Tonight’s writing has all been part of a brand-new chapter. This chapter won’t be the final one, but it’s the beginning of the end; I guess it’s the start of act 3, or maybe the end of act 2, fuck it I have no idea if I even have discernible acts yet in this story, but this feels like the end, and I have always liked the process of bringing my stories to a close.

And I think that’s actually made this chapter snappier than the previous ones; I’ve felt much more certain about it, more sure in my footing and how I piece the sequence of events together, the narrative beats that I’m hitting (though I’m probably not using the term “narrative beats” properly, if that even is a term to be used properly to begin with) – this feels like a story, and I think that’s what I most enjoy about writing the ends of my books, because without fail they always feel like the ending of an actual story.

Whether they read like that afterwards is another matter – and one that doesn’t matter right now. I have been in such a slump for the past couple of weeks, and this is the shot of enthusiasm that I’ve needed to push myself over the finish-line. I probably have another chapter or two after this one to go – and then the one I skipped during Camp Nano – but, yeah, this feels good.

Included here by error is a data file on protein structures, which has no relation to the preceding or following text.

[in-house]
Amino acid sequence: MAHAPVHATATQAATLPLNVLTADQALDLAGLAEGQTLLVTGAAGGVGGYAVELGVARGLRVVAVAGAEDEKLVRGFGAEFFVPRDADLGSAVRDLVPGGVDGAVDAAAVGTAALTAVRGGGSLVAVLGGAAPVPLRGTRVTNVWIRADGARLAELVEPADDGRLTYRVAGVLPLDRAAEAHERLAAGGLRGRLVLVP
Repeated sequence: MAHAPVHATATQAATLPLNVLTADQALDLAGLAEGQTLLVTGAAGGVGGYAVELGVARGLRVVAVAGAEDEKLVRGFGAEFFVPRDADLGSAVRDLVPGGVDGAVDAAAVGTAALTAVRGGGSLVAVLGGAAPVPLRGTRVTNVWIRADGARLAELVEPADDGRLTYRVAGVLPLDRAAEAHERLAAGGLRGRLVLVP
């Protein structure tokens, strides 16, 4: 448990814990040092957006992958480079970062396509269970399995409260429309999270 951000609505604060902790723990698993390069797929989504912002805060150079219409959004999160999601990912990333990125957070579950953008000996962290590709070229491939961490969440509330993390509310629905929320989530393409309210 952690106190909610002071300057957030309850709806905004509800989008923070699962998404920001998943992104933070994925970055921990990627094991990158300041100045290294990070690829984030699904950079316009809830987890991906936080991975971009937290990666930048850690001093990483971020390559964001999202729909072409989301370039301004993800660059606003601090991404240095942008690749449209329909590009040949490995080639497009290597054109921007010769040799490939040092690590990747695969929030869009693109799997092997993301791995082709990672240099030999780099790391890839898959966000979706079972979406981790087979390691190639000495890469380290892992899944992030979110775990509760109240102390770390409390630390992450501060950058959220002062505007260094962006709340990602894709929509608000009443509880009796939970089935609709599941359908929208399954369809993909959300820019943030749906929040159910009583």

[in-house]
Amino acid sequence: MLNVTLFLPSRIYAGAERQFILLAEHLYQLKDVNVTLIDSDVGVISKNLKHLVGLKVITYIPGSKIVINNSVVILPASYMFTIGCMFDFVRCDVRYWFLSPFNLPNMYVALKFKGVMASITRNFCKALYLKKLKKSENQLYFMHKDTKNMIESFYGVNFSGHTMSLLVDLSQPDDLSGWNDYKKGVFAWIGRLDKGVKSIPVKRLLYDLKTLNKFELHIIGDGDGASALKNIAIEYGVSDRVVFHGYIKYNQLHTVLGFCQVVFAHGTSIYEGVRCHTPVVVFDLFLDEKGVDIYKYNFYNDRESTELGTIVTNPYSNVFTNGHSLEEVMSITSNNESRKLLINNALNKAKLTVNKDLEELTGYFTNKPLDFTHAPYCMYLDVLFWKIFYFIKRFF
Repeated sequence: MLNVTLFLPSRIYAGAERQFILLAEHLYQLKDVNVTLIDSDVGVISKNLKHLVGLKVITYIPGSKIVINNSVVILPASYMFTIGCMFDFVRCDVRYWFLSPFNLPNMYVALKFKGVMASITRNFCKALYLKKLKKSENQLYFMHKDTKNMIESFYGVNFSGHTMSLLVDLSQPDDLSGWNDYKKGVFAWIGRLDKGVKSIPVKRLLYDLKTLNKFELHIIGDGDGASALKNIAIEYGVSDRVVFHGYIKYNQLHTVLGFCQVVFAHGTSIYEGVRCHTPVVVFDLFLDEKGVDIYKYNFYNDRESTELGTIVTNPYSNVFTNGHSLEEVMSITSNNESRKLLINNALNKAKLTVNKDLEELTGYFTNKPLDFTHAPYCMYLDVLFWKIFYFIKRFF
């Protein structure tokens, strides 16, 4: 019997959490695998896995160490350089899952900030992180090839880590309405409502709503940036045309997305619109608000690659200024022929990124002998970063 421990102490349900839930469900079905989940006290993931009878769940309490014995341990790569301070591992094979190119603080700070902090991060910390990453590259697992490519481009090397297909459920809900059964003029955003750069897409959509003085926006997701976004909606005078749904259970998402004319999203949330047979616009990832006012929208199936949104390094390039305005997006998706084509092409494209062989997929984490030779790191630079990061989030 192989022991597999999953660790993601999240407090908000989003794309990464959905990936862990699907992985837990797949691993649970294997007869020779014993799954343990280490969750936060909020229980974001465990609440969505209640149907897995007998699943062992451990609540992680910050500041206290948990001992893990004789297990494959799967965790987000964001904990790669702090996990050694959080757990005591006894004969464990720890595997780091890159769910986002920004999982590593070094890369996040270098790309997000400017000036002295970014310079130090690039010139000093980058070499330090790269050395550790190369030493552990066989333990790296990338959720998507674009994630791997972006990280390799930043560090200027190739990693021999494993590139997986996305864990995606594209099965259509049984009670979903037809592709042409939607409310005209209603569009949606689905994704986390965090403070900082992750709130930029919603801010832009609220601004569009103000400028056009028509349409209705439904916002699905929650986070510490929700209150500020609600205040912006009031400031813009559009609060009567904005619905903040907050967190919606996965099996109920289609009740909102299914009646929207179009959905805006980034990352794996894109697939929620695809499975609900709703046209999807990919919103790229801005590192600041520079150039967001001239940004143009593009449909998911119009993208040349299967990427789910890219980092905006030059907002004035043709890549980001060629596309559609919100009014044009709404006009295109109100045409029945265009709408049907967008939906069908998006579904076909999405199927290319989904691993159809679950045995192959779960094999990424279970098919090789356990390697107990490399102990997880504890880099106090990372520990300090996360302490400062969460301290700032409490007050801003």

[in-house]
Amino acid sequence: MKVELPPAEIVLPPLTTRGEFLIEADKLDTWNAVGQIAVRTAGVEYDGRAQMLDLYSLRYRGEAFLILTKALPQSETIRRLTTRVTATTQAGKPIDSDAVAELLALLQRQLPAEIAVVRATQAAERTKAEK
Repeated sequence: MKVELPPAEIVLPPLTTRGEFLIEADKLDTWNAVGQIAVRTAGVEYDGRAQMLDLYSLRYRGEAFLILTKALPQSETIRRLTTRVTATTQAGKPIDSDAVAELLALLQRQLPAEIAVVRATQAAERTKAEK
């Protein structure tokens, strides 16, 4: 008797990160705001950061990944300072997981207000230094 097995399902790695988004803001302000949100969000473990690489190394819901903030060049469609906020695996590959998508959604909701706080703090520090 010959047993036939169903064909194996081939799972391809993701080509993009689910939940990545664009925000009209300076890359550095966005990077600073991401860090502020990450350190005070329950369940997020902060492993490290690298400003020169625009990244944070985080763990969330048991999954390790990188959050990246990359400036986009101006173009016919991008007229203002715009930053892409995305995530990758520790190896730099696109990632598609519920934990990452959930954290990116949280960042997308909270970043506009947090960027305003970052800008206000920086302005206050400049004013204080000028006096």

The home stretch. Via the scenic route.

Weekly Total

Writing: 12111

So, judging by my weekly averages for the past couple of months, I’ve hit somewhere between 8-10k per week (8432 words for Bad Guys this week), which means that I can look forward to the zero draft being about 71k words long once all is said and done … judging by weekly averages over the past couple of months.

However, this is the home stretch, and I always get a power-up during the home stretch of any novel-writing process. So I’ll say at least 71k words long. I know exactly what’s going to happen, and it’s going to happen even though I sort of screwed up my sequencing with yesterday’s writing – but that’s fine. I’m going to be tweaking a ton of shit in revision at the very least, and quite possibly writing an entirely new draft in place of this one.

Energy has been the prevailing concern of mine when I’ve been getting caught up in worrying about whether it’s “worth it” to even finish this zero draft, specifically not having enough energy to start over on the one hand, and not having enough energy to fit in all the ideas that I want to test out on the other. I have erred on the side of caution, I feel, by addressing the former problem by ignoring the latter. I’m finishing this thing this week, so I will definitely have energy to jump into revision …

But then I remembered that I won’t be doing that until November anyway. That’s been my plan since Camp Nano: finish the zero draft, maybe read it over once, make some notes, and then let it sit until maybe a week before Nano starts, which is when I can make the decision between revising and rebooting.